"On The Road" Review by London Evening Standard
“The only people for me are the mad ones, the ones mad to live”, wrote Jack Kerouac in On The Road. Now the book has been adapted for the screen by the Latin-American pair Walter Salles (director) and José Rivera (writer).
Presented at Cannes in competition, it will have its supporters for the Palme d’Or, while others may feel that the mad passion of Kerouac’s characters is precisely what it lacks.
The cast is promising. British actor Sam Riley, so good as Ian Curtis in Control, plays Sal Paradise, said to be more than an approximation of Kerouac. He plays him as a slightly withdrawn young man fascinated by the more adventurous Dean Moriarty (in essence, the Beat poet Neal Cassady, played by Garrett Hedlund) as they embark on their journey towards what they hope will be some sort of freedom. They are accompanied by Marylou (Kristen Stewart) who married Cassady at 15, divorced him, but remained his mistress for years.
The trio, constantly in danger of speeding tickets, sing, do a certain amount of sexual experimentation and drink too much as the countryside rolls by. Sal, getting into bed with Dean and Marylou, can’t quite manage a threesome and asks Dean to leave. It all seems almost conventional these days.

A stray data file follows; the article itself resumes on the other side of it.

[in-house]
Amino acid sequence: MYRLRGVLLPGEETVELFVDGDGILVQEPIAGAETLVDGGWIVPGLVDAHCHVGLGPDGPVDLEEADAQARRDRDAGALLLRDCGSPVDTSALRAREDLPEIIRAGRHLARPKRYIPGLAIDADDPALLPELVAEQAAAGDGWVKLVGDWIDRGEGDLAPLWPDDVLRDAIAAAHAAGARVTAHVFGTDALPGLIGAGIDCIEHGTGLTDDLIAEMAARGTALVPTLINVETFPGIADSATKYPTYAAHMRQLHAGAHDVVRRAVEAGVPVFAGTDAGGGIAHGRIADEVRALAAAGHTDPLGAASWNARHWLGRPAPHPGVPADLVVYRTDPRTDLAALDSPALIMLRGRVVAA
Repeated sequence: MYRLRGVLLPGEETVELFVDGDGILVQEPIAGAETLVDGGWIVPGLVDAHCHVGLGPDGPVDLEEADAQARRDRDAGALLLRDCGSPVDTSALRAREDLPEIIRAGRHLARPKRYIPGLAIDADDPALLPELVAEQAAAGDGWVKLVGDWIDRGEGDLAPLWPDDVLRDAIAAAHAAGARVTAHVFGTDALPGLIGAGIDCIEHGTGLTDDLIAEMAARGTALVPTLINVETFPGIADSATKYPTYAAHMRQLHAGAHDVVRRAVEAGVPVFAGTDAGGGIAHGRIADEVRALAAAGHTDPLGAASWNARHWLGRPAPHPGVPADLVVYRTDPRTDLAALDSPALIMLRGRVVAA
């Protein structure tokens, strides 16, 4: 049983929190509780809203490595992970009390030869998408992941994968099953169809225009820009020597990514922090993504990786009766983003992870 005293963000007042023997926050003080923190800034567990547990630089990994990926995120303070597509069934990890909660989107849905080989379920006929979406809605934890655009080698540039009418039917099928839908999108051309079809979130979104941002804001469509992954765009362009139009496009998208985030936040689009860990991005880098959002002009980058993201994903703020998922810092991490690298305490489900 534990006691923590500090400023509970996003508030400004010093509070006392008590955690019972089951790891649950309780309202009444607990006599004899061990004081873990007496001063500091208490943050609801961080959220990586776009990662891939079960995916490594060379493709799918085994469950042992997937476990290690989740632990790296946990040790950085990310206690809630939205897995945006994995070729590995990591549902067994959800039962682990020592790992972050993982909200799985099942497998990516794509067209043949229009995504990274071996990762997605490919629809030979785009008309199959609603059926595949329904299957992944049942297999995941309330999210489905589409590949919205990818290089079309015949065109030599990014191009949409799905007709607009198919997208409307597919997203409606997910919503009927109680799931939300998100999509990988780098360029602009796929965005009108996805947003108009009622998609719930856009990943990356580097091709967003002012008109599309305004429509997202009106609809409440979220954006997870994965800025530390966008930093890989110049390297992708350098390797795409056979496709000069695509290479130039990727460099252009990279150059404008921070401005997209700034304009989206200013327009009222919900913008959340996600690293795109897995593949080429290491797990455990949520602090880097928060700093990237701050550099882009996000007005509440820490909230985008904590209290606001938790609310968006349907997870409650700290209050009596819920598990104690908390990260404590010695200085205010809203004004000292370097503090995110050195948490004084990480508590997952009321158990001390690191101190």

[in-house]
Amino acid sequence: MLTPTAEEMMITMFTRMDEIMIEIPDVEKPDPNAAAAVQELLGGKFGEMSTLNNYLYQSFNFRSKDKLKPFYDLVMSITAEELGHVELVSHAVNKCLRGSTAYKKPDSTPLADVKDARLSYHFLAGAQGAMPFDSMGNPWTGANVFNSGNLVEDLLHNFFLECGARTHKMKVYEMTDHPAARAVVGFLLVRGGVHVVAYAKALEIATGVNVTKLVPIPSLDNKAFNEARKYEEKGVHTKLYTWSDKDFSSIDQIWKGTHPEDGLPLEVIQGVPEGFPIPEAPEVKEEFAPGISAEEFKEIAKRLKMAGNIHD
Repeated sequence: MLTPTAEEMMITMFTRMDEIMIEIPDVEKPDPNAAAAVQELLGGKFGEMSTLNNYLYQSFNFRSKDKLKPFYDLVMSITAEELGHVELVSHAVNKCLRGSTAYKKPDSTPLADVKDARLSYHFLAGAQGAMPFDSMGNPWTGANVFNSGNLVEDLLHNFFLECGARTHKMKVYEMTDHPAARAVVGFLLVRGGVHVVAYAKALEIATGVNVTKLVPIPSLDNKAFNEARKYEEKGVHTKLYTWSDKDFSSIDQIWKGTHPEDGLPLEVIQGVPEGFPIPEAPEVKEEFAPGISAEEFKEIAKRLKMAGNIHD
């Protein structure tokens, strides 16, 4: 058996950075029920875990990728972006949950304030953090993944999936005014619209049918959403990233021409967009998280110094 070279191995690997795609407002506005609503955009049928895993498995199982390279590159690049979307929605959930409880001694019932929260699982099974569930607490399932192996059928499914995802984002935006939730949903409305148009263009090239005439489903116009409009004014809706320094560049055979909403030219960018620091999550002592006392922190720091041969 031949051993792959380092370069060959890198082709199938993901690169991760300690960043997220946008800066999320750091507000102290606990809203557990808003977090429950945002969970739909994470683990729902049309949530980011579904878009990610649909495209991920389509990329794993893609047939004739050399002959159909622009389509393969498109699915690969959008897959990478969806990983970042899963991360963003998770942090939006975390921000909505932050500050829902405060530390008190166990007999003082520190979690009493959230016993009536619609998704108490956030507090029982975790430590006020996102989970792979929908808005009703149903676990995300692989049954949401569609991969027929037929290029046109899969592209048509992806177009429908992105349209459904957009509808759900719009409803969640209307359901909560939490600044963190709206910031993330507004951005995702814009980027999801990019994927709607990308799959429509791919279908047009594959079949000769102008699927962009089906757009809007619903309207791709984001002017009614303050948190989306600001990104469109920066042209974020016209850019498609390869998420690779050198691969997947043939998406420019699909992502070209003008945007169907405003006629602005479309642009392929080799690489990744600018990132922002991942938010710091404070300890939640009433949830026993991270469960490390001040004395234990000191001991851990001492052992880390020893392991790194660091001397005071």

Salles gets excellent performances from his cast, which includes Viggo Mortensen as the William Burroughs figure and Kirsten Dunst as the girl Cassady married after finally breaking up with Marylou. However, he struggles to give his story the strong dramatic line it requires and concentrates instead on sequences which illustrate the book best.
What we do get, thanks to Riley’s perceptive performance, is the sense that he is watching Cassady tasting life before he gingerly partakes. But he does watch with some surprise as the very hetero Cassady allows himself to be seduced by Steve Buscemi’s homosexual for a pocketful of money.
In many ways a pleasing film, the drama seems muted and what made the Beats seem extraordinary figures is only partially suggested. An emblematic book has inspired a road movie that seems a good deal less memorable than Easy Rider.
Credit => London Evening Standard / Via => @KstewAngel